So when I say “Somali,” what do you think of?
If you are anything like the majority of people in the Western world, you likely think of war, pirates and Islam.
Even in my time becoming acquainted with the Somali people over the last several years, and the dinner table lessons they have taught me, I have found myself severely lacking in an been basic understanding of the world’s neighbors, the Somali people.
During our time in the Jig-Jiga region, a professional Somali man who works for the prominent Somali television station shared, “Most Westerners won’t come here. They are afraid or think we are something that we are not. There are rich traditions and cultures here, and beautiful stories to be told.” I agree.
The Somali Region is a large portion of the Horn of Africa where the Somali people have lived for generations. It stretches into five nations including Somalia, Somaliland, Kenya, Ethiopia and Djibouti. They are made up five major clans that come from five “founding fathers,” so to speak, who are said to have Arab decent. In addition to these five clans, there are large numbers of other clans that also reside in the land, including the Mai Mai and Wazigua which come from Bantu decent. They also self-identify as Somali and share characteristics to be sure, but have distinct languages and cultures. Those residing in the Jig-Jiga are from the five clans of the Somali people mentioned initially.
When told that we were traveling in the region to learn Somali culture, there were two almost definite responses they shared with us: Camels and Nomads.
The heritage of the Somali people is that of herding camel. Due to the need for leaves to feed the camels, the Somalis entire culture was built around a nomadic lifestyle. For example, the homes are constructed with the ability to deconstruct and load them on a camel.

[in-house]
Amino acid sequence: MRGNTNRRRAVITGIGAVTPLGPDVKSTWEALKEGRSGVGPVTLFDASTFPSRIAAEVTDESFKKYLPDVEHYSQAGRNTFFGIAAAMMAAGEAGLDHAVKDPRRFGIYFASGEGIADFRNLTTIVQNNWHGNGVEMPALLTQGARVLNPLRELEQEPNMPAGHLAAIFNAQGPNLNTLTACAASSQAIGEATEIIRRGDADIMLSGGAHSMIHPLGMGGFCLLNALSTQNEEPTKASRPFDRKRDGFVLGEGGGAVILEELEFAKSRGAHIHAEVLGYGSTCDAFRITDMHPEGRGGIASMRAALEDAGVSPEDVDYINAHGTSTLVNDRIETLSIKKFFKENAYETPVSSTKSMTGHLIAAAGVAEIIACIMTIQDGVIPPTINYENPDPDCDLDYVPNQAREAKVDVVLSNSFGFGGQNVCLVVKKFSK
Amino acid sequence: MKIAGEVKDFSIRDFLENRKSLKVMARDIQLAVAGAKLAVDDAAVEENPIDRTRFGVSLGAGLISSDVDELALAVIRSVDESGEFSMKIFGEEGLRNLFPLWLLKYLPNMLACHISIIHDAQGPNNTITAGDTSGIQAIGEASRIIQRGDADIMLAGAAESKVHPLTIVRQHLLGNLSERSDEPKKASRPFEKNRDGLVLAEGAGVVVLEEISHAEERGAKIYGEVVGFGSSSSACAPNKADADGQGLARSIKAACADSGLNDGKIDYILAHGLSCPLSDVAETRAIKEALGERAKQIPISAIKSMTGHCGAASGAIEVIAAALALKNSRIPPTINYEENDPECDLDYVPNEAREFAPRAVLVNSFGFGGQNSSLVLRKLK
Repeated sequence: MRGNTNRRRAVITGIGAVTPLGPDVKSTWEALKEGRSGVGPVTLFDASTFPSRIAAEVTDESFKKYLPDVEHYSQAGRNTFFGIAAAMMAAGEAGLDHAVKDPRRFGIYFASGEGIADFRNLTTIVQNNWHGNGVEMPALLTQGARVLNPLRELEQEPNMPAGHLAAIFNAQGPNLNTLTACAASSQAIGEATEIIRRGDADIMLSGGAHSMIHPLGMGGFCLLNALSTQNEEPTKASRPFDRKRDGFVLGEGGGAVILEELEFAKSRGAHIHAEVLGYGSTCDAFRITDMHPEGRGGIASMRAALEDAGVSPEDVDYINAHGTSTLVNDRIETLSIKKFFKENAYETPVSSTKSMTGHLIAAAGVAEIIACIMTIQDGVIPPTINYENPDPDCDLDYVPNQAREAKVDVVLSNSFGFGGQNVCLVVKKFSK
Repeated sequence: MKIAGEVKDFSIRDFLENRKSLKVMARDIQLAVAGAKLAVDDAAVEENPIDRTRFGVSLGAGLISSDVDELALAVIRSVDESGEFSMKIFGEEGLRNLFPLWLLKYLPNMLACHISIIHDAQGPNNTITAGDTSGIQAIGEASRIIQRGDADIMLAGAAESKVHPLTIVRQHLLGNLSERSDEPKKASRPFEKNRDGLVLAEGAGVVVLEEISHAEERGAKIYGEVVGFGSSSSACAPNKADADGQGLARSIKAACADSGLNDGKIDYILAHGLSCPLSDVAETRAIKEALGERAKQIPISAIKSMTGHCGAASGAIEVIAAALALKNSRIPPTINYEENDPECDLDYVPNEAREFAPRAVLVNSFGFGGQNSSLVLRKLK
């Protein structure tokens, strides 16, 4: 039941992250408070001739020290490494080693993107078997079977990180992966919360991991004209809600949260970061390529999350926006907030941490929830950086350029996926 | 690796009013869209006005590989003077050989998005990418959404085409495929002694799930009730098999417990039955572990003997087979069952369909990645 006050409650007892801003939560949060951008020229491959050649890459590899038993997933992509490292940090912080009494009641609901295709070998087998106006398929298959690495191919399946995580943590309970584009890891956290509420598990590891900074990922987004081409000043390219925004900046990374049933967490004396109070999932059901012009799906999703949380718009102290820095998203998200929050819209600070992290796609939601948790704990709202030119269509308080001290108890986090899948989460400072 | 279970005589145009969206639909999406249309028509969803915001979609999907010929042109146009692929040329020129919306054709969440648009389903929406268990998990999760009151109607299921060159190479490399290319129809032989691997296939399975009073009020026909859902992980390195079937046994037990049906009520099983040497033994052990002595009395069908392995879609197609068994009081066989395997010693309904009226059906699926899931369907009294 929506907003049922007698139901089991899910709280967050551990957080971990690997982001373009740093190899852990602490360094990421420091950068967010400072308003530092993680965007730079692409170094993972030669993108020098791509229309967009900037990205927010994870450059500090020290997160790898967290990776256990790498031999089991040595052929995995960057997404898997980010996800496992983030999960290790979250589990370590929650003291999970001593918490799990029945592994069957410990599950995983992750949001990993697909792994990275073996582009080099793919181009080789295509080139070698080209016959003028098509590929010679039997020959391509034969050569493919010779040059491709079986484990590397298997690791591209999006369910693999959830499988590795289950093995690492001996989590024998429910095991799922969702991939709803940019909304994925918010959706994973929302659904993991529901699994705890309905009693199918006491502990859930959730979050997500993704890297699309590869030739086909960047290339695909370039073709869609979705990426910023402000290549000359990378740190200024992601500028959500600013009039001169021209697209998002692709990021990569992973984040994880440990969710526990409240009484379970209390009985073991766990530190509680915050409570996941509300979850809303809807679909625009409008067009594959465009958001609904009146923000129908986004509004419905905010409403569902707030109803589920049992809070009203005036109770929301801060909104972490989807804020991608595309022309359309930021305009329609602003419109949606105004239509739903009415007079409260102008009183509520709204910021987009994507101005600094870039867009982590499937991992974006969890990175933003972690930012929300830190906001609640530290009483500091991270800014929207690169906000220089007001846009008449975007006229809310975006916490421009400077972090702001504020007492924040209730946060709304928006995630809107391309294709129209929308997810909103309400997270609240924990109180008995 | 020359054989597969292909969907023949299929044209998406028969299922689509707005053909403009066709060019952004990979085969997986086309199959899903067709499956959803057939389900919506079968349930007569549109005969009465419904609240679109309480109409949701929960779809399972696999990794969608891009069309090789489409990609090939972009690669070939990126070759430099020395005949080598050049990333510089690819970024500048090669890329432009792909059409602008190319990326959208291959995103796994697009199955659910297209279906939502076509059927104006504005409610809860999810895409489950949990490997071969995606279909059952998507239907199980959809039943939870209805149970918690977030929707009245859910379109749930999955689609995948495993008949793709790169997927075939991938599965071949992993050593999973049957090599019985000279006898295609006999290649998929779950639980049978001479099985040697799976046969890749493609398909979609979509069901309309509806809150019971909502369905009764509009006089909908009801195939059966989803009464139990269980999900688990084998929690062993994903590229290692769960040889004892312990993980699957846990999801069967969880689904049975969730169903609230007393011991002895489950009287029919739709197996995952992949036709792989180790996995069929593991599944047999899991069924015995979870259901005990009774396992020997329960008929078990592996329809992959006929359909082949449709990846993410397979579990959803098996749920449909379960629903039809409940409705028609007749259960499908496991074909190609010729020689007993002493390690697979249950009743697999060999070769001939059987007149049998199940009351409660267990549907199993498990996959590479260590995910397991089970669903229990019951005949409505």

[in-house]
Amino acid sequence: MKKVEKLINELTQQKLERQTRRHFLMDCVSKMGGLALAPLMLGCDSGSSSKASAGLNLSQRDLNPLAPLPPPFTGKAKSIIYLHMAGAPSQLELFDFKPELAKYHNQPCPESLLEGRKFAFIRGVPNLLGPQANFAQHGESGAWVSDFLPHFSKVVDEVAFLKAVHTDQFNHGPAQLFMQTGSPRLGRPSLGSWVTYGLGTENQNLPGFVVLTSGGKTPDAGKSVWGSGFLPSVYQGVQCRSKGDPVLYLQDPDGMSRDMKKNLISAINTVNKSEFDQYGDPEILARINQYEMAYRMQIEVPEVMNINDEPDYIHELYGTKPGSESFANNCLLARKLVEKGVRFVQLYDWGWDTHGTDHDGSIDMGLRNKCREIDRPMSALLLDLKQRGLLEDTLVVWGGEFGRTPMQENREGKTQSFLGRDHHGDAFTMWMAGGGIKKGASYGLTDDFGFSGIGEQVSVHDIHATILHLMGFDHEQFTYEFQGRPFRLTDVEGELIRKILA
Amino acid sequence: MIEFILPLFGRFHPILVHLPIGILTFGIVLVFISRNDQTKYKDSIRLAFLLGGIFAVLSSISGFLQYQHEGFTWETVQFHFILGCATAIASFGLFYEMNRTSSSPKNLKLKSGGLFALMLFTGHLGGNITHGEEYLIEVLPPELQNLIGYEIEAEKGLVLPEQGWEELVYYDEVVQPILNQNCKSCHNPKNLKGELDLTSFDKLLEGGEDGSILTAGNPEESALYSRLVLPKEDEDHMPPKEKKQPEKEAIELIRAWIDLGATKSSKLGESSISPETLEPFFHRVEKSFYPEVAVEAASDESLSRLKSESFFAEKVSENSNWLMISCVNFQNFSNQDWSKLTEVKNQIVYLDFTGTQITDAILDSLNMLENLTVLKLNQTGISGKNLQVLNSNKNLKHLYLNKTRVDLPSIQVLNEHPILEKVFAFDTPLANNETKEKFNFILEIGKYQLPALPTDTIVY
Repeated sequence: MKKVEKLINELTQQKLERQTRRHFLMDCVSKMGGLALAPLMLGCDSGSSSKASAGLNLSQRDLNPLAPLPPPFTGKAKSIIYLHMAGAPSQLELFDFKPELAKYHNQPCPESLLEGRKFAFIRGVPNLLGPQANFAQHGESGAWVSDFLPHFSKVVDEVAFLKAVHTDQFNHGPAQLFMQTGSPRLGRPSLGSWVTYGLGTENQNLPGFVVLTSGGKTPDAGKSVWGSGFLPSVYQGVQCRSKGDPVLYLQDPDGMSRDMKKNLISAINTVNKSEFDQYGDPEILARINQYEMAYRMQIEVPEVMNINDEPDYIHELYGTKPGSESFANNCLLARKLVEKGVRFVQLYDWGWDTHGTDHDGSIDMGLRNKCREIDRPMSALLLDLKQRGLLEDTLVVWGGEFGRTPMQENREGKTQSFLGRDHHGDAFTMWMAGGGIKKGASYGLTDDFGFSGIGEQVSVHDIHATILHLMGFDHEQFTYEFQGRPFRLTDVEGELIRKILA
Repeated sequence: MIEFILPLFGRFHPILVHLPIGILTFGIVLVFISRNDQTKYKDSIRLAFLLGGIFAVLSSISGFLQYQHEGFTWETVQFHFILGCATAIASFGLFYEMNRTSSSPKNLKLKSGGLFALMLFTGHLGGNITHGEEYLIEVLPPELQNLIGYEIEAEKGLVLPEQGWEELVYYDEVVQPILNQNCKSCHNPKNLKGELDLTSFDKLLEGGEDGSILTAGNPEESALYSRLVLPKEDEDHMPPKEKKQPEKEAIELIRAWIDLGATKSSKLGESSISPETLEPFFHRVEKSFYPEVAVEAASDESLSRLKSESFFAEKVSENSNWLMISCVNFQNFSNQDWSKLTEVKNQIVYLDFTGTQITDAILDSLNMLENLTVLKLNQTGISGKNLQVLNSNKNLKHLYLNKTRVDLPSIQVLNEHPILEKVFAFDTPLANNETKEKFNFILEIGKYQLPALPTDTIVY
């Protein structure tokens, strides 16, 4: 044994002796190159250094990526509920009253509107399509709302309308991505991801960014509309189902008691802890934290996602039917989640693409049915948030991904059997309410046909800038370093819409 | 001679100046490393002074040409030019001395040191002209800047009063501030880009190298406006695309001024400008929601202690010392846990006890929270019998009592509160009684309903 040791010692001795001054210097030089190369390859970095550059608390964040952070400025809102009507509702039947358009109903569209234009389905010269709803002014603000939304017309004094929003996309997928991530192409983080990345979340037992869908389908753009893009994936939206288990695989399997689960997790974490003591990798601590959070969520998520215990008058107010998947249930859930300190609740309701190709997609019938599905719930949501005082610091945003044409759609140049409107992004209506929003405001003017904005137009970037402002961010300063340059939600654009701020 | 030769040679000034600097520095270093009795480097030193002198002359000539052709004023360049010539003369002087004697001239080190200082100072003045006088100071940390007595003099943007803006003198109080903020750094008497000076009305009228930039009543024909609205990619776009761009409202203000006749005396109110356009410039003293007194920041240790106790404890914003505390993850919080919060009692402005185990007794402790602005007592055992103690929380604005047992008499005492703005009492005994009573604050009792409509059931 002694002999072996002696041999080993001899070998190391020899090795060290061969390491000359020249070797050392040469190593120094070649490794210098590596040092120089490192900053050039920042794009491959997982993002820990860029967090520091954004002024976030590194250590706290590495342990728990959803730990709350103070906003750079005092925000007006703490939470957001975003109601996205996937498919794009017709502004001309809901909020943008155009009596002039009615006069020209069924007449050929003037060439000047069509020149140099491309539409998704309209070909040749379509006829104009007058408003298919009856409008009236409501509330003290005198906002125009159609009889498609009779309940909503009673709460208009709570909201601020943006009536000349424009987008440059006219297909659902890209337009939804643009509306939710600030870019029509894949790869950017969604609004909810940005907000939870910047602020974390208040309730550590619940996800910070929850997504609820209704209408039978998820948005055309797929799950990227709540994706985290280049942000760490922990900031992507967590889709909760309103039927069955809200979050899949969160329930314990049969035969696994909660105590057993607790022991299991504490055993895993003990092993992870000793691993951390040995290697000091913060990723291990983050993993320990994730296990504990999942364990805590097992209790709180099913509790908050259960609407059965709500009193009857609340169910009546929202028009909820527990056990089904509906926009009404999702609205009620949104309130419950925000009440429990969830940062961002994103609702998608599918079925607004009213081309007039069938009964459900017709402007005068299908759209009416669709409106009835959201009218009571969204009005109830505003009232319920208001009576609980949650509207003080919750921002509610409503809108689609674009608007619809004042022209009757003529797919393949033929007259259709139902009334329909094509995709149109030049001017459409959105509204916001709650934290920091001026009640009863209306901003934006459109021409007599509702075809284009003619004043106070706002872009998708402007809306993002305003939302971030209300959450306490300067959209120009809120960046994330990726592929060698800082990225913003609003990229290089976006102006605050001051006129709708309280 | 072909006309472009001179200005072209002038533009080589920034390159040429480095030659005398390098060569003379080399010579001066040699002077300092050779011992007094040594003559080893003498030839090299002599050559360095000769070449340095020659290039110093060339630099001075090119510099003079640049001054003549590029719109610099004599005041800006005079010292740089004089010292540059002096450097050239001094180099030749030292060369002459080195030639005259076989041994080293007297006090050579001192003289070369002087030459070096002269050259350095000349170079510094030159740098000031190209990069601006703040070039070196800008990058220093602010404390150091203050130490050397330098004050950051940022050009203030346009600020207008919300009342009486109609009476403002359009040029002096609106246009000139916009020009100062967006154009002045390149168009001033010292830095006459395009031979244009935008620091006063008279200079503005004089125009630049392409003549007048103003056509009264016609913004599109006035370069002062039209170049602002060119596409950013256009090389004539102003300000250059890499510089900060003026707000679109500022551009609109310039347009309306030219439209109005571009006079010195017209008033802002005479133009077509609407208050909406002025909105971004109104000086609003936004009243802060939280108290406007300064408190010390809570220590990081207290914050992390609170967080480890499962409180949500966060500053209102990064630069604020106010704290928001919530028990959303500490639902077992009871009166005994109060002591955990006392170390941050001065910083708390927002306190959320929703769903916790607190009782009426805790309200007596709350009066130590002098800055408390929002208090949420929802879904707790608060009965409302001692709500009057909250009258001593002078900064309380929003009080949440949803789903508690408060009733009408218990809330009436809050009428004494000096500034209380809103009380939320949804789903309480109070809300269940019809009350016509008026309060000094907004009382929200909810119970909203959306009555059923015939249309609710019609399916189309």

However, the nomadic nature of the Somali people is not resigned to the past or the herding of camels. It is vocalized as a part of their identity. “We Somali, we are nomads. We will always wish to be somewhere else and may leave any time.” These were words repeated over and over in various forms with a large toothy grin of glee accompanying it during our time here.
The nomadic spirit often affects their occupations in the urban centers where many of them now reside. Even the businesses found lining the streets are family owned, few employees and arranged with the ability to pick up and move at any point.
The camels are far more important than simply their heritage as well. The meat is prized to be as the best steak to be found and the primary meat at most restaurants of renown. The milk, with it smoky flavor, is attributed magical-type powers to help with illness and strengthen the body. The camels are the choice item for a bride price as well. “100 Camels for a wife… If not, he doesn’t love her,” they say. (An average camel runs at about $1000 US! And we think engagement rings are expensive.)
As they find themselves now on the streets of the US (almost everyone here has a relative in some western nation), their nomadic nature has not left many of them. Several from the “diaspora” came up to chat with us at various restaurants and the like, talking of their times with their people and the continued nomadic spirit even after 13 years in US. While this spirit does not reside in all the Somali people, it certainly is proudly shared by many.
More to come…